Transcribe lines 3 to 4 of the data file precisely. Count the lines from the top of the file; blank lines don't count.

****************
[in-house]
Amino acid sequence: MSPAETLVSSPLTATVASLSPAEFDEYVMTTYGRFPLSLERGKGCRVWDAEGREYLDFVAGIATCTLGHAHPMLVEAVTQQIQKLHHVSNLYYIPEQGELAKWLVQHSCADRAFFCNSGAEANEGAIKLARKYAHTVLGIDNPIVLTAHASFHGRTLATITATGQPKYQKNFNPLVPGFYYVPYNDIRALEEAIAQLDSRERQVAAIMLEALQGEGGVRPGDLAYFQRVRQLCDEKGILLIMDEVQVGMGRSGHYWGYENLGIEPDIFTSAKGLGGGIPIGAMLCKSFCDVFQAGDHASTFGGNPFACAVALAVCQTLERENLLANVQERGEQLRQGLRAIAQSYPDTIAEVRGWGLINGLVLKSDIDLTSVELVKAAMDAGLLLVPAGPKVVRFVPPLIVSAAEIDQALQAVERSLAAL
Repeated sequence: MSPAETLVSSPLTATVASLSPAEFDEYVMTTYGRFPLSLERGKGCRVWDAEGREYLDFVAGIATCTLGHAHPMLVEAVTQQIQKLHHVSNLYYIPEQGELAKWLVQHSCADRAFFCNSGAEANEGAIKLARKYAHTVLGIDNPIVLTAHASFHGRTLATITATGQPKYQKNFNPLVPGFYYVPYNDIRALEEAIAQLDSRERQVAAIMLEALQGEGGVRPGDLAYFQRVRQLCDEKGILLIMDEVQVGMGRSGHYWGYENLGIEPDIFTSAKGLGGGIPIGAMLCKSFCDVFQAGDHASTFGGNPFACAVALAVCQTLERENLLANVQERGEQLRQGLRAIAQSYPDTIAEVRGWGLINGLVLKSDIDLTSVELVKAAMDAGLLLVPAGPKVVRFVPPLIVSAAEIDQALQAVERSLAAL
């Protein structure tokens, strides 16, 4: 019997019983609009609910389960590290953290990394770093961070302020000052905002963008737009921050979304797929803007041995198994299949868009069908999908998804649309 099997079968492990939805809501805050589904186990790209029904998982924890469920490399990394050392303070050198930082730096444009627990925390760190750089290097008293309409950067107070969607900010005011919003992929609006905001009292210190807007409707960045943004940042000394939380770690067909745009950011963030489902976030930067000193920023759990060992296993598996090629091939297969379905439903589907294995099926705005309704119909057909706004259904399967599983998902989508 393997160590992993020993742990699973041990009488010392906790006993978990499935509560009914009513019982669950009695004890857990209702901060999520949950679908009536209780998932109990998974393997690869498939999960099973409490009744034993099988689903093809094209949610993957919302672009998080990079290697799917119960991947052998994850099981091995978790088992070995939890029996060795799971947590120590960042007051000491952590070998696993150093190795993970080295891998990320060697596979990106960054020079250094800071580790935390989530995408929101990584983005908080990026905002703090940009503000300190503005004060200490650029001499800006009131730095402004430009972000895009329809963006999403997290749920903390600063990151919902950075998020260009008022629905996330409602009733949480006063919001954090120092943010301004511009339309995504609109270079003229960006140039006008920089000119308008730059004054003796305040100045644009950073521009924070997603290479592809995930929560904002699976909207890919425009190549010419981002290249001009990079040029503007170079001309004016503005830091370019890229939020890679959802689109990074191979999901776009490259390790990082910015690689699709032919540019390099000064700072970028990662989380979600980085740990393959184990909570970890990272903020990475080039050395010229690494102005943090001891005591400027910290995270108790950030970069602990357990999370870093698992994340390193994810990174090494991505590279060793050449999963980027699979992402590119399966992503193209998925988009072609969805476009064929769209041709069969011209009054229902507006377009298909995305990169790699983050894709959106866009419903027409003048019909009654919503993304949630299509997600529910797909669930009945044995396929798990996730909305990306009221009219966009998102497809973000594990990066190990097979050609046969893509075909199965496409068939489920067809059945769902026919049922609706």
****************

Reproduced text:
Repeated sequence: MSPAETLVSSPLTATVASLSPAEFDEYVMTTYGRFPLSLERGKGCRVWDAEGREYLDFVAGIATCTLGHAHPMLVEAVTQQIQKLHHVSNLYYIPEQGELAKWLVQHSCADRAFFCNSGAEANEGAIKLARKYAHTVLGIDNPIVLTAHASFHGRTLATITATGQPKYQKNFNPLVPGFYYVPYNDIRALEEAIAQLDSRERQVAAIMLEALQGEGGVRPGDLAYFQRVRQLCDEKGILLIMDEVQVGMGRSGHYWGYENLGIEPDIFTSAKGLGGGIPIGAMLCKSFCDVFQAGDHASTFGGNPFACAVALAVCQTLERENLLANVQERGEQLRQGLRAIAQSYPDTIAEVRGWGLINGLVLKSDIDLTSVELVKAAMDAGLLLVPAGPKVVRFVPPLIVSAAEIDQALQAVERSLAAL
């Protein structure tokens, strides 16, 4: 019997019983609009609910389960590290953290990394770093961070302020000052905002963008737009921050979304797929803007041995198994299949868009069908999908998804649309 099997079968492990939805809501805050589904186990790209029904998982924890469920490399990394050392303070050198930082730096444009627990925390760190750089290097008293309409950067107070969607900010005011919003992929609006905001009292210190807007409707960045943004940042000394939380770690067909745009950011963030489902976030930067000193920023759990060992296993598996090629091939297969379905439903589907294995099926705005309704119909057909706004259904399967599983998902989508 393997160590992993020993742990699973041990009488010392906790006993978990499935509560009914009513019982669950009695004890857990209702901060999520949950679908009536209780998932109990998974393997690869498939999960099973409490009744034993099988689903093809094209949610993957919302672009998080990079290697799917119960991947052998994850099981091995978790088992070995939890029996060795799971947590120590960042007051000491952590070998696993150093190795993970080295891998990320060697596979990106960054020079250094800071580790935390989530995408929101990584983005908080990026905002703090940009503000300190503005004060200490650029001499800006009131730095402004430009972000895009329809963006999403997290749920903390600063990151919902950075998020260009008022629905996330409602009733949480006063919001954090120092943010301004511009339309995504609109270079003229960006140039006008920089000119308008730059004054003796305040100045644009950073521009924070997603290479592809995930929560904002699976909207890919425009190549010419981002290249001009990079040029503007170079001309004016503005830091370019890229939020890679959802689109990074191979999901776009490259390790990082910015690689699709032919540019390099000064700072970028990662989380979600980085740990393959184990909570970890990272903020990475080039050395010229690494102005943090001891005591400027910290995270108790950030970069602990357990999370870093698992994340390193994810990174090494991505590279060793050449999963980027699979992402590119399966992503193209998925988009072609969805476009064929769209041709069969011209009054229902507006377009298909995305990169790699983050894709959106866009419903027409003048019909009654919503993304949630299509997600529910797909669930009945044995396929798990996730909305990306009221009219966009998102497809973000594990990066190990097979050609046969893509075909199965496409068939489920067809059945769902026919049922609706």